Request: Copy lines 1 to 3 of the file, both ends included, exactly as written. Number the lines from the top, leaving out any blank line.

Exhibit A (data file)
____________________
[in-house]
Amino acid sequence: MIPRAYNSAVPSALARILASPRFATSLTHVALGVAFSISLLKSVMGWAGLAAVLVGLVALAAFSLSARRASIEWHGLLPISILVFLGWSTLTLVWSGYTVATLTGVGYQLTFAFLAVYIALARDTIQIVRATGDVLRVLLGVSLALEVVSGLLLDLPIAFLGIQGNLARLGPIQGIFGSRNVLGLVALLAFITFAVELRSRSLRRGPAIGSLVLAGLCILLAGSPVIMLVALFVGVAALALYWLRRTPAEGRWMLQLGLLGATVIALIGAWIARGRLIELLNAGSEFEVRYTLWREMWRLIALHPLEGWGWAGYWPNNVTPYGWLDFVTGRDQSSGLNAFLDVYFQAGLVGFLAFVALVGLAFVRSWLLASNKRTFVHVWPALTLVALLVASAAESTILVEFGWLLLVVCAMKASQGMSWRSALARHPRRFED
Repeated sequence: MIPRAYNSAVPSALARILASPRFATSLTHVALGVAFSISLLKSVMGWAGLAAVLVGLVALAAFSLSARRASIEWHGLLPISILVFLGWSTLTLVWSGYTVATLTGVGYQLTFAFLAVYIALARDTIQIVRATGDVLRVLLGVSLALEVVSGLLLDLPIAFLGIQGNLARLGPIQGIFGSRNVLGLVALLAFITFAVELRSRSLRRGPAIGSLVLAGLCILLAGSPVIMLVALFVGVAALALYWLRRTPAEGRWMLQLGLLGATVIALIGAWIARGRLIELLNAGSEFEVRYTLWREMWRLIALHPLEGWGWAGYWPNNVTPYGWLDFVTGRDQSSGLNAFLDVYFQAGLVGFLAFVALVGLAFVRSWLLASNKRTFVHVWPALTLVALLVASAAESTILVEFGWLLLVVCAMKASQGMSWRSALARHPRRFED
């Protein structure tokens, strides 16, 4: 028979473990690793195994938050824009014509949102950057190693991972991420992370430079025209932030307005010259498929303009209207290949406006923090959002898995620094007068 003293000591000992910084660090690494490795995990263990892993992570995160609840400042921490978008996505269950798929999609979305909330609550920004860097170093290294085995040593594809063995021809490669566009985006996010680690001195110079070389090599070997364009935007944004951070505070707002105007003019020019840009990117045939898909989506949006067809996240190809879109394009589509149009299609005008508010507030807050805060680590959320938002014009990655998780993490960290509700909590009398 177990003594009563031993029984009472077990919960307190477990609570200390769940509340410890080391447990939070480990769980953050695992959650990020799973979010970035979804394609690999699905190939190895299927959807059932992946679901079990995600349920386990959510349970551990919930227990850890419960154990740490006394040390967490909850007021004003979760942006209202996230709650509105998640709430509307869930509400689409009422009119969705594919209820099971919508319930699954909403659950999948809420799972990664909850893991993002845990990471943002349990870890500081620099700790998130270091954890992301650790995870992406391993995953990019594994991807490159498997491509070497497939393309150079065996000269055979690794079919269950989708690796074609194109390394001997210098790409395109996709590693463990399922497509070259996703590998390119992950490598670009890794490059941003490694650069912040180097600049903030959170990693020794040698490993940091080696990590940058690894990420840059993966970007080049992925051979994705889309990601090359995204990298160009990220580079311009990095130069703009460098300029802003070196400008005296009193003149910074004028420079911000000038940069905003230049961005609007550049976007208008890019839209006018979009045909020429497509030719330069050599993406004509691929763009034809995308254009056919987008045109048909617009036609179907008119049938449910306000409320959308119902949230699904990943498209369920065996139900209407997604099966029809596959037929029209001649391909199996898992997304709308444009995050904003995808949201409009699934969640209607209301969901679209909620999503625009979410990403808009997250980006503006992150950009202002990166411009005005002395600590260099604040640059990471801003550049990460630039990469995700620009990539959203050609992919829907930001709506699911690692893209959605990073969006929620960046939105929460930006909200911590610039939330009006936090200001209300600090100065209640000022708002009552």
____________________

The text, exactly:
[in-house]
Amino acid sequence: MIPRAYNSAVPSALARILASPRFATSLTHVALGVAFSISLLKSVMGWAGLAAVLVGLVALAAFSLSARRASIEWHGLLPISILVFLGWSTLTLVWSGYTVATLTGVGYQLTFAFLAVYIALARDTIQIVRATGDVLRVLLGVSLALEVVSGLLLDLPIAFLGIQGNLARLGPIQGIFGSRNVLGLVALLAFITFAVELRSRSLRRGPAIGSLVLAGLCILLAGSPVIMLVALFVGVAALALYWLRRTPAEGRWMLQLGLLGATVIALIGAWIARGRLIELLNAGSEFEVRYTLWREMWRLIALHPLEGWGWAGYWPNNVTPYGWLDFVTGRDQSSGLNAFLDVYFQAGLVGFLAFVALVGLAFVRSWLLASNKRTFVHVWPALTLVALLVASAAESTILVEFGWLLLVVCAMKASQGMSWRSALARHPRRFED
Repeated sequence: MIPRAYNSAVPSALARILASPRFATSLTHVALGVAFSISLLKSVMGWAGLAAVLVGLVALAAFSLSARRASIEWHGLLPISILVFLGWSTLTLVWSGYTVATLTGVGYQLTFAFLAVYIALARDTIQIVRATGDVLRVLLGVSLALEVVSGLLLDLPIAFLGIQGNLARLGPIQGIFGSRNVLGLVALLAFITFAVELRSRSLRRGPAIGSLVLAGLCILLAGSPVIMLVALFVGVAALALYWLRRTPAEGRWMLQLGLLGATVIALIGAWIARGRLIELLNAGSEFEVRYTLWREMWRLIALHPLEGWGWAGYWPNNVTPYGWLDFVTGRDQSSGLNAFLDVYFQAGLVGFLAFVALVGLAFVRSWLLASNKRTFVHVWPALTLVALLVASAAESTILVEFGWLLLVVCAMKASQGMSWRSALARHPRRFED